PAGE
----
To divert attention away from its human right abuses and otherwise abysmal image that was deflating its bottom line, Walmart made a lot of lofty promises over the past couple years, including: run 100 percent on renewable energy, buy more produce from local farmers, and to open 300 stores in food deserts. Because of these public relations campaigns, some have started to look at the retail behemoth as a potential ally and are wondering how to harness Walmart’s power and influence to fix our broken food system. However, looking to Walmart to fix anything will not work, because Walmart is part of the problem, not the solution.
Walmart’s success is not just because of its size but is the result of several very specific factors in its business model. In addition to being fervently anti-union, Walmart’s logistics and distribution model is much different from other companies. Essentially, Walmart’s model boils down to sucking money out of the supply chain.
Walmart bases its logistical operations on shifting costs and responsibilities to suppliers. Walmart is so large that food processors cannot refuse demands that Walmart makes upon them. With Walmart as their biggest customer, suppliers have no choice but to comply. When Walmart makes a decision to change the way it does business, an entire industry will shift to keep up. And despite what Walmart would have the public believe, this decision is made with profits in mind. The company continually puts downward pressure on its suppliers, forcing them to cut costs. The company’s model drives consolidation; takes money away from farmers, workers, and processors; and pushes agriculture to get more industrialized.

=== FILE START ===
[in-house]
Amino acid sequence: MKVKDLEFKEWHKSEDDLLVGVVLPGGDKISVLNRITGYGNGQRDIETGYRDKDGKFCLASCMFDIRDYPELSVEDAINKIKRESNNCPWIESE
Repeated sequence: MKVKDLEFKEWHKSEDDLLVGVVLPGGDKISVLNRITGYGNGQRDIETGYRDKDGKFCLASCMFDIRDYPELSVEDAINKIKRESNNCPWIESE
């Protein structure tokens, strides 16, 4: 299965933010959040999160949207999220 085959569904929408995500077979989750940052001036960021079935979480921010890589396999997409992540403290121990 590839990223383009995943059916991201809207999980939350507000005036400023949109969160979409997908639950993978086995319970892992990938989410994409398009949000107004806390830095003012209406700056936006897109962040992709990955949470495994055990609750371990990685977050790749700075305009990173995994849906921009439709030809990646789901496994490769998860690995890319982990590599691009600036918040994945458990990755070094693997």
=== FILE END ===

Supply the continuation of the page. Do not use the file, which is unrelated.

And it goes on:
Walmart size enables it to exercise an unprecedented amount of power in all sectors of the economy, and food is no exception. When there is one player this large connecting food producers and food consumers, consumers are no longer the food industry’s customers–Walmart is. Walmart is so powerful that we can’t look to the government to keep Monsanto’s genetically engineered sweet corn out of our grocery aisles. We have to instead address what would ultimately be GE sweet corn’s biggest customer: Walmart.
Walmart is all about improving the bottom line, so it must continue to open new stores to increase sales. Since Walmart has already saturated rural and suburban areas, the only option left is to move into cities. However, Walmart has come up against organized resistance from urban communities. The various initiatives it has undertaken to ‘address’ nutrition and food access are nothing more than publicity stunts designed to improve their public image and thus lower resistance to plans for expansions. Plus, the company makes its suppliers pay for any sustainability or packaging changes while Walmart gets to reap the benefits to its public image. The latest goal of opening Supercenters in food deserts is just one more ploy to reduce resistance to its plan to move into urban areas.
As consumers and policy-makers continue to be bombarded with PR messages about Walmart’s efforts to help people live better, it is time to look at the impact that Walmart’s rise has had on our food system and to reconsider whether the Walmart model has any place in trying to fix it.
For more information, read Food & Water Watch’s report released this week: Why Walmart Can’t Fix the Food System.